Third, in a 2005 report by The Economist, 127 cities were ranked in terms of personal risk, infrastructure and the availability of goods and services. Vancouver, according to the study, was the best place to live. While no American cities made the top ten list of livable cities, several Canadian cities did, as did cities in Australia and Germany.

      Fourth, Canada has a more robust safety net than the United States, offering, among other things, free health care to all of its citizens. (And, this is why Tommy Douglas was recently named The Greatest Canadian of all times.)

      Fifth, (in part due to my last point, I’m sure) Canada ranks higher than the U.S. with regard to life expectancy (80.22 years in Canada versus 77.85 in the U.S.) and infant mortality (4.75 Canadian deaths per 1000 versus 6.50 in the United States).

      Sixth, Canadian cities are diverse. Given the fact that Canada is welcoming to skilled (and wealthy) foreign nationals, the country is living up America’s promise of being a true melting pot, while we’re busy building walls and preaching xenophobia.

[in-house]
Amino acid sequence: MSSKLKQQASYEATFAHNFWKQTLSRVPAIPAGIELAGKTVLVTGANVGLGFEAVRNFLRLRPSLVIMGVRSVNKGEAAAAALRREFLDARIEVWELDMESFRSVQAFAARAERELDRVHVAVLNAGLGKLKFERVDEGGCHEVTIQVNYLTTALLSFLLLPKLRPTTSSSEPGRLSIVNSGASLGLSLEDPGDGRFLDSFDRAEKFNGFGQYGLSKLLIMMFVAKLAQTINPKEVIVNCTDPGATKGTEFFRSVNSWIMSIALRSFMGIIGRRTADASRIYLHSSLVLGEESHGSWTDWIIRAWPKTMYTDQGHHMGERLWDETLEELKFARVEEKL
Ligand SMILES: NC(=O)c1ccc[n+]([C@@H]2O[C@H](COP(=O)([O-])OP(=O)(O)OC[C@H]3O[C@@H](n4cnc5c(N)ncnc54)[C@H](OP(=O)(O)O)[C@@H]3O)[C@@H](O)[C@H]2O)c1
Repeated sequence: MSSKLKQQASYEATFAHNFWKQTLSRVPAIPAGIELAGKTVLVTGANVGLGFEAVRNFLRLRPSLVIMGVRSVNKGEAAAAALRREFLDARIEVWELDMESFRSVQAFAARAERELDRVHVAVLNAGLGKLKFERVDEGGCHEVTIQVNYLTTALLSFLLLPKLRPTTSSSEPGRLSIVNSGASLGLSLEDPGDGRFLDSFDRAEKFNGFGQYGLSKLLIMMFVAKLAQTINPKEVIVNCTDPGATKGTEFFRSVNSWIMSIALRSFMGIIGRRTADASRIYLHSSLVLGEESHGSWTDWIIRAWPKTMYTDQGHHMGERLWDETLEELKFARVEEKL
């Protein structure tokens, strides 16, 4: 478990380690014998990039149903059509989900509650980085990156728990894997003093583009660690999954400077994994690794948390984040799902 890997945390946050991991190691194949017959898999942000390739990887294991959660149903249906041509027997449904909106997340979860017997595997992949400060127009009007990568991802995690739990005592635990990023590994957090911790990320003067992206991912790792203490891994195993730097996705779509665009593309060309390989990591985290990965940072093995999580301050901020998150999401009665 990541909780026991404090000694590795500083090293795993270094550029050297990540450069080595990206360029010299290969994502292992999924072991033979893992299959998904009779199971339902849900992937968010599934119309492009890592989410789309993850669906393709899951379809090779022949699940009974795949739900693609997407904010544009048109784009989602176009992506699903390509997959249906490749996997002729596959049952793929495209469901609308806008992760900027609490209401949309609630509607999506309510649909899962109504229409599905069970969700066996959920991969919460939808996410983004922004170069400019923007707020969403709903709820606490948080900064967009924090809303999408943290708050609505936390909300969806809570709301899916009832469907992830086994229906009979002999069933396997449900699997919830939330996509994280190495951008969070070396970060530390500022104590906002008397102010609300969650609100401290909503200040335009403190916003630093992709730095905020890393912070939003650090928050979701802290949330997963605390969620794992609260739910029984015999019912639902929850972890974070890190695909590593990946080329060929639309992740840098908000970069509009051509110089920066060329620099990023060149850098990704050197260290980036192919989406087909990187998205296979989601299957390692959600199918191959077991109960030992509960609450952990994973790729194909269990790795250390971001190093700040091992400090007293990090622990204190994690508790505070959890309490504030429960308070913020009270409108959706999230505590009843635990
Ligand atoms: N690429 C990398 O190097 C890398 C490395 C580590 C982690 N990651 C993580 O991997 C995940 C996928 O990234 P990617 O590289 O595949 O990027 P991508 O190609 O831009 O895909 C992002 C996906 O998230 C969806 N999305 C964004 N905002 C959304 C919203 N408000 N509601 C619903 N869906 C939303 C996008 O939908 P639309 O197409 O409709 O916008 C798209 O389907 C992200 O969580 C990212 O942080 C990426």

Seventh, the Canadian rich pay their taxes, enabling progress to continue, and quality of life to improve across the board. (For the details on the differences between our tax structures, click here.)

      I could go on, but I think you probably get my point… Other countries aren’t sitting still while we work our shit out. They’re passing us by. And they’re no longer looking to us for inspiration. They’re looking at us with pity.

      [The photo above was borrowed from and article in the Globe and Mail on Toronto's construction boom.]

      Posted in Mark's Life, Observations, Uncategorized | Tagged , , , , , , , , , , , , , , , , , , , , , , , , , , , , , , , , , , , , , , | 14 Comments